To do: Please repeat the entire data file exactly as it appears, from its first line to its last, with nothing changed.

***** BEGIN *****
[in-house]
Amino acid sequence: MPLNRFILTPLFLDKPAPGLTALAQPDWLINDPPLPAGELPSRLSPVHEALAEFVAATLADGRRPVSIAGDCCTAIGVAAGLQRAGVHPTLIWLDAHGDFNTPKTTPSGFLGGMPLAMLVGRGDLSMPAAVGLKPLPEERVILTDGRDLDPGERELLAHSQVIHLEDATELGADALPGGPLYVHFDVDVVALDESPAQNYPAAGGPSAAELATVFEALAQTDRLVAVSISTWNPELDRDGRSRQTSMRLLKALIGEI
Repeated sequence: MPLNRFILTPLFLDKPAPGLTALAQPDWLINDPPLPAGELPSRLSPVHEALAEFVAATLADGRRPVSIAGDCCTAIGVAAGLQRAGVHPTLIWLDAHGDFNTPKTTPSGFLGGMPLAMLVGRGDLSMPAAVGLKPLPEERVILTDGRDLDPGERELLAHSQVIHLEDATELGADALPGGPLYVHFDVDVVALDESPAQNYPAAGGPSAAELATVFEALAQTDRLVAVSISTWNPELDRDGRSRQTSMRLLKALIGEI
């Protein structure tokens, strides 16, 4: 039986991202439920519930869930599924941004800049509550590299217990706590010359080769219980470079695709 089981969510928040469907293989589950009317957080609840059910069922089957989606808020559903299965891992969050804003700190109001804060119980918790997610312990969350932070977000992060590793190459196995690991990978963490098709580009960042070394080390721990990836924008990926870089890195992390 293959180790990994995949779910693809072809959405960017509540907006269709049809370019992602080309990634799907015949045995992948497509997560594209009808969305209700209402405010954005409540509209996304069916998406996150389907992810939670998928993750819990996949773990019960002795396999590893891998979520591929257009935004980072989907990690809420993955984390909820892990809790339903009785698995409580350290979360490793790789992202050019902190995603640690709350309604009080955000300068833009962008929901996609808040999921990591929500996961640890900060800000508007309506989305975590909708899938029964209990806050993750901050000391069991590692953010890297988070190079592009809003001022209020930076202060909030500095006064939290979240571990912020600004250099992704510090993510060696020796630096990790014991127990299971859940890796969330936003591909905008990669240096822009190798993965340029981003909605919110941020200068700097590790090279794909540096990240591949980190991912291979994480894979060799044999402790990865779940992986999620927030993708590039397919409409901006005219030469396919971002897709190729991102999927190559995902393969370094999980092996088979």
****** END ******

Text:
[in-house]
Amino acid sequence: MPLNRFILTPLFLDKPAPGLTALAQPDWLINDPPLPAGELPSRLSPVHEALAEFVAATLADGRRPVSIAGDCCTAIGVAAGLQRAGVHPTLIWLDAHGDFNTPKTTPSGFLGGMPLAMLVGRGDLSMPAAVGLKPLPEERVILTDGRDLDPGERELLAHSQVIHLEDATELGADALPGGPLYVHFDVDVVALDESPAQNYPAAGGPSAAELATVFEALAQTDRLVAVSISTWNPELDRDGRSRQTSMRLLKALIGEI
Repeated sequence: MPLNRFILTPLFLDKPAPGLTALAQPDWLINDPPLPAGELPSRLSPVHEALAEFVAATLADGRRPVSIAGDCCTAIGVAAGLQRAGVHPTLIWLDAHGDFNTPKTTPSGFLGGMPLAMLVGRGDLSMPAAVGLKPLPEERVILTDGRDLDPGERELLAHSQVIHLEDATELGADALPGGPLYVHFDVDVVALDESPAQNYPAAGGPSAAELATVFEALAQTDRLVAVSISTWNPELDRDGRSRQTSMRLLKALIGEI
């Protein structure tokens, strides 16, 4: 039986991202439920519930869930599924941004800049509550590299217990706590010359080769219980470079695709 089981969510928040469907293989589950009317957080609840059910069922089957989606808020559903299965891992969050804003700190109001804060119980918790997610312990969350932070977000992060590793190459196995690991990978963490098709580009960042070394080390721990990836924008990926870089890195992390 293959180790990994995949779910693809072809959405960017509540907006269709049809370019992602080309990634799907015949045995992948497509997560594209009808969305209700209402405010954005409540509209996304069916998406996150389907992810939670998928993750819990996949773990019960002795396999590893891998979520591929257009935004980072989907990690809420993955984390909820892990809790339903009785698995409580350290979360490793790789992202050019902190995603640690709350309604009080955000300068833009962008929901996609808040999921990591929500996961640890900060800000508007309506989305975590909708899938029964209990806050993750901050000391069991590692953010890297988070190079592009809003001022209020930076202060909030500095006064939290979240571990912020600004250099992704510090993510060696020796630096990790014991127990299971859940890796969330936003591909905008990669240096822009190798993965340029981003909605919110941020200068700097590790090279794909540096990240591949980190991912291979994480894979060799044999402790990865779940992986999620927030993708590039397919409409901006005219030469396919971002897709190729991102999927190559995902393969370094999980092996088979």